Okay, now it’s time to forecast. We are going to predict the next 19 months (through end of 2019) by adding our original time series data into the forecast function and then plot it out to see what we get.

forecast(teslafit, 19)
plot(forecast(teslafit, 19))

The blue line is the middle of the forecast range, and what I’m interested in. It looks reasonable, and this is just for fun, so I’ll call it good. If this were a more important project, we would want to look at the accuracy of the forecast, try multiple forecasting methods, and compare them. To do this, you should be come familiar with some of the common metrics to measure forecast accuracy like MAE and MASE.

accuracy(teslafit)

Being a Tesla fan (and future Model 3 owner), I am aware of some outside factors that would impact this prediction. For one, it’s well documented that Elon Musk (of Tesla) wants to ramp up production of their Model 3 car in a significant way — and they even have a target of 5,000 per week, which I could have used in some way but did not given their history of missing targets.

A second factor is related to the possibility of Tesla strategically maximizing the federal tax credit for electric vehicles. My prediction (if you add up deliveries cumulatively by quarter) says they will reach the 200k threshold sometime in June. But it’s quite possible Tesla will hold back on U.S. deliveries so they instead reach the mark in July, which is a brand new quarter and thus would give more users an opportunity to take advantage of the federal tax credit program.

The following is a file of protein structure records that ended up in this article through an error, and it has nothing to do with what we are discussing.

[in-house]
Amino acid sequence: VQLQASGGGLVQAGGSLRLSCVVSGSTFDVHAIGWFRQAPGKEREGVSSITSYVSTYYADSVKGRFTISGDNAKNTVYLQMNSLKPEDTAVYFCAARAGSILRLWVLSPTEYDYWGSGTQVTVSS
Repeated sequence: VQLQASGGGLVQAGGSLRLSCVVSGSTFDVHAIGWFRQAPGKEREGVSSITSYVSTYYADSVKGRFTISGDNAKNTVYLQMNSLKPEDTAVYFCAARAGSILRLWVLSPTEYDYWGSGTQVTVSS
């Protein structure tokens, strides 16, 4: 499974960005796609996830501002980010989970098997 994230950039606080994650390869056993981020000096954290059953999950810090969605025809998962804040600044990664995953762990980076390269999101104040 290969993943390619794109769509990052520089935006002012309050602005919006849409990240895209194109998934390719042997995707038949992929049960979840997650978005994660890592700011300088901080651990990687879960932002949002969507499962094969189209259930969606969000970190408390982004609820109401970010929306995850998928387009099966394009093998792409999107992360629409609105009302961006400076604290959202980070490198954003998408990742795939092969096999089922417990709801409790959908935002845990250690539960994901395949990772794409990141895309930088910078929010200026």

With that said, I continued on with my prediction knowing it was plausible. So the next thing I wanted to do is plot the quarterly data using ggplot2 in a way that the different tax credit phases were clearly displayed on top of the forecast line. Here is the end result:

In order to accomplish this, I used arguments in ggplot2 that allow you to shade different regions of the site and also added some text with specification on where the text should sit. Please note, I am using quarterly — not monthly — data now and you can get this in the Google Sheet I linked to above as a short cut. I named the data set “quarterly” and added a few additional columns in order to build the final product. Feel free to leave questions in the comments.

teslaplot <- ggplot(quarters) + geom_rect(aes(xmin='2018Q1', xmax='2018Q4', ymin=-Inf, ymax=Inf), fill="aquamarine", alpha=0.03)
+ geom_rect(aes(xmin='2018Q4', xmax='2019Q2', ymin=-Inf, ymax=Inf), fill="blue", alpha=0.03)
+ geom_rect(aes(xmin='2019Q2', xmax='2019Q4', ymin=-Inf, ymax=Inf), fill="darkmagenta", alpha=0.03)
+ geom_line(aes(Quarter, quarters$`Cumulative Sales`, group=1))
+ labs(title='Tesla Federal Tax Credit Projection', x='Quarter', y='Vehicles Delivered') + scale_y_continuous(labels = comma)
+ geom_text(aes(x='2018Q3', y=200000, label='$7,500'))
+ geom_text(aes(x='2019Q1', y=200000, label='$3,750')) + geom_text(aes(x='2019Q3', y=200000, label='$1,875'))

How to Create a US Heatmap in R

Creating a simple US map in R can be done in a number of ways. Two popular packages for this type of project are ggplot2 and plotly. In this case, I used plotly.

The data for my map is a list of US state codes (NE, IL, MA, CA, etc.). A second variable gives a count of how many players the Nebraska football team is targeting in each state. In order to follow my example with your own data, you will need to have the state code variable and some numeric variable to map it against.

Once you have your data in a table and are ready to use it, create the following styling options for the map, which we will apply later:

mapDetails <- list(
scope = 'usa',
projection = list(type = 'albers usa'),
showlakes = TRUE,
lakecolor = toRGB('white')
)

As you may have guessed, “scope” determines the type of map, in this case a map of the USA. We will also determine here what to do with lakes and how to color them.

usaMap <- plot_geo(X2018targets, locationmode = 'USA-states') %>%
add_trace(